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Title of PhD

The Realm of Goddesses in Ancient Mesopotamia from the Late Uruk to the Start of the Old Babylonian Period: The Figure of Inanna.

Briefly describe your area of research

My research project aims to explore the role deities and their cult played in ancient Mesopotamia at the time when writing developed alongside the establishment of administrative centres and the foundation of centralised structures of power (roughly from the end of the 4th mill. BC to the beginning of the 2nd mill. BC).

I am particularly interested in the dimension of gender and the issues associated with its interpretation, both at the theoretical level and in the context of the study of ancient Mesopotamian religion and cult.

Why did you select Reading?

The main reason I came to Reading was to work with my supervisor, Professor Roger Matthews, with whom I had worked previously.

I also felt Reading would suit me because I got the impression that it is a very open place offering outstanding support to its students.

What do you enjoy about studying at Reading?

The best part about Reading is having a shared office with four amazing colleagues. I am aware that in my department this is a luxury in comparison with many other universities, so I appreciate having a dedicated space to myself.

For me, space is very important and Whiteknights is an amazing place where I can go for a walk if I feel stressed or bogged down with work, or grab a cup of tea with a colleague to discuss ideas.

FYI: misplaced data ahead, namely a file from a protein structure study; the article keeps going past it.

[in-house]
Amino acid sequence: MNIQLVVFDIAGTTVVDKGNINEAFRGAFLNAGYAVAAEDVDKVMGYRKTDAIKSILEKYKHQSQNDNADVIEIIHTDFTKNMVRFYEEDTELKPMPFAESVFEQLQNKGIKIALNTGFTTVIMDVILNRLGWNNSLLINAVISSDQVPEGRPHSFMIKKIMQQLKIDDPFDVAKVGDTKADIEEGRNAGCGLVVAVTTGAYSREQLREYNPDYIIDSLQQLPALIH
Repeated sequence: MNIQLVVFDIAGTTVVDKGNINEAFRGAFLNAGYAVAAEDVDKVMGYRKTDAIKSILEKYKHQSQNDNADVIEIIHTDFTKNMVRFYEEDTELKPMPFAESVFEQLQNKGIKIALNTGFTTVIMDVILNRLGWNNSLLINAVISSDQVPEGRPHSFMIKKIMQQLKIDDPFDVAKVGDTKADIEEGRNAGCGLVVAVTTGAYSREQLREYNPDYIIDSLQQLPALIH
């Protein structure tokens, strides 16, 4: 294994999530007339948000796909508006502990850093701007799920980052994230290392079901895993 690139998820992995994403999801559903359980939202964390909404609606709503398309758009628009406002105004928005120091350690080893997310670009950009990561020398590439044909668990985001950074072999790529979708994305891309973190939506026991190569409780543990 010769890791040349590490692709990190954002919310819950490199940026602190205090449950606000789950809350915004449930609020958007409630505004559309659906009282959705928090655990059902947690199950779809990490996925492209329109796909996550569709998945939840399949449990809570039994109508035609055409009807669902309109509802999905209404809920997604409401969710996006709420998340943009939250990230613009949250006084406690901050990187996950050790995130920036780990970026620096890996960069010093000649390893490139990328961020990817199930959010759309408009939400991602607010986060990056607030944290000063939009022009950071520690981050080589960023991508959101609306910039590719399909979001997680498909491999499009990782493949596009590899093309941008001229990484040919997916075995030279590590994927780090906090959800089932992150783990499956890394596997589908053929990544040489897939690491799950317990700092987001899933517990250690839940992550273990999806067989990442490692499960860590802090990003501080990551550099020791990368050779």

What has been your biggest challenge since starting your research?

My research is interdisciplinary, which can be challenging when collecting data and securing collaborations.

My biggest challenge to date has been to secure research visits to several organisations to carry out work on my case studies.

I have had to liaise with the organisations, the lead researchers and funding bodies in order to secure the visits, and I am still working on it!

What advice would you give a new postgraduate researcher?

Don't be afraid to present your work. Networking is one of the key pieces in building both research confidence and expertise.

I believe that many of my breakthroughs came about in conversation with colleagues, exchanging information and learning about what other researchers are doing.

Also, there are many ways to fund travel and research stays, so be imaginative and keep applying.

Where do you want to be in five years' time?

Although I want to ultimately work in academia, I might take a few years out working for a consulting firm in order to build up my management skills and experience.

Eventually, I would like to take on a leadership role in academia that brings together research and management expertise.